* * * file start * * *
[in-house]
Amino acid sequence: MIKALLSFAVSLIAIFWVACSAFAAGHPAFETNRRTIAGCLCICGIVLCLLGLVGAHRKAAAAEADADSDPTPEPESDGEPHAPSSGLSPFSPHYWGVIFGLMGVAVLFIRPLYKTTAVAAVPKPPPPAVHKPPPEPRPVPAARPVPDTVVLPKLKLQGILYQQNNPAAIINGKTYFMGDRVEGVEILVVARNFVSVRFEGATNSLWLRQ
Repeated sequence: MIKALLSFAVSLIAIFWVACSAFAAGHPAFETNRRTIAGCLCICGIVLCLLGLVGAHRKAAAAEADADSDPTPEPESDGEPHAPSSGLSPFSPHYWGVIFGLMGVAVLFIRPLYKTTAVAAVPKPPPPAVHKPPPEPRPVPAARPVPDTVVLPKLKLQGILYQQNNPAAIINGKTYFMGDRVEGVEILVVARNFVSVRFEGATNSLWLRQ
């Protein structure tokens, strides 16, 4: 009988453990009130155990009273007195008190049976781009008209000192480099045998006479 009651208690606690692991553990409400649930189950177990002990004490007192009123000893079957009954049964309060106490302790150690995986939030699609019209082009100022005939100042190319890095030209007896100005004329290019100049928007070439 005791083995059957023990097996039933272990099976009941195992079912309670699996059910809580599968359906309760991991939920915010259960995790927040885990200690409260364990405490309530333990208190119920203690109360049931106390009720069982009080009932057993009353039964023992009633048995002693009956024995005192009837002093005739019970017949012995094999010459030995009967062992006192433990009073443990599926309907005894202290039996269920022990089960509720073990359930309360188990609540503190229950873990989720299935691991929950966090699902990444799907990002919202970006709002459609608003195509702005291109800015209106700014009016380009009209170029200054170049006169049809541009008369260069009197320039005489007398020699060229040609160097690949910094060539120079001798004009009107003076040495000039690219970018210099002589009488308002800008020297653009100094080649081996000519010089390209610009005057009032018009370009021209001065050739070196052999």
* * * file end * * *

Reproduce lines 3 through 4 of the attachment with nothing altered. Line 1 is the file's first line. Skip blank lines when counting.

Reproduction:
Repeated sequence: MIKALLSFAVSLIAIFWVACSAFAAGHPAFETNRRTIAGCLCICGIVLCLLGLVGAHRKAAAAEADADSDPTPEPESDGEPHAPSSGLSPFSPHYWGVIFGLMGVAVLFIRPLYKTTAVAAVPKPPPPAVHKPPPEPRPVPAARPVPDTVVLPKLKLQGILYQQNNPAAIINGKTYFMGDRVEGVEILVVARNFVSVRFEGATNSLWLRQ
């Protein structure tokens, strides 16, 4: 009988453990009130155990009273007195008190049976781009008209000192480099045998006479 009651208690606690692991553990409400649930189950177990002990004490007192009123000893079957009954049964309060106490302790150690995986939030699609019209082009100022005939100042190319890095030209007896100005004329290019100049928007070439 005791083995059957023990097996039933272990099976009941195992079912309670699996059910809580599968359906309760991991939920915010259960995790927040885990200690409260364990405490309530333990208190119920203690109360049931106390009720069982009080009932057993009353039964023992009633048995002693009956024995005192009837002093005739019970017949012995094999010459030995009967062992006192433990009073443990599926309907005894202290039996269920022990089960509720073990359930309360188990609540503190229950873990989720299935691991929950966090699902990444799907990002919202970006709002459609608003195509702005291109800015209106700014009016380009009209170029200054170049006169049809541009008369260069009197320039005489007398020699060229040609160097690949910094060539120079001798004009009107003076040495000039690219970018210099002589009488308002800008020297653009100094080649081996000519010089390209610009005057009032018009370009021209001065050739070196052999």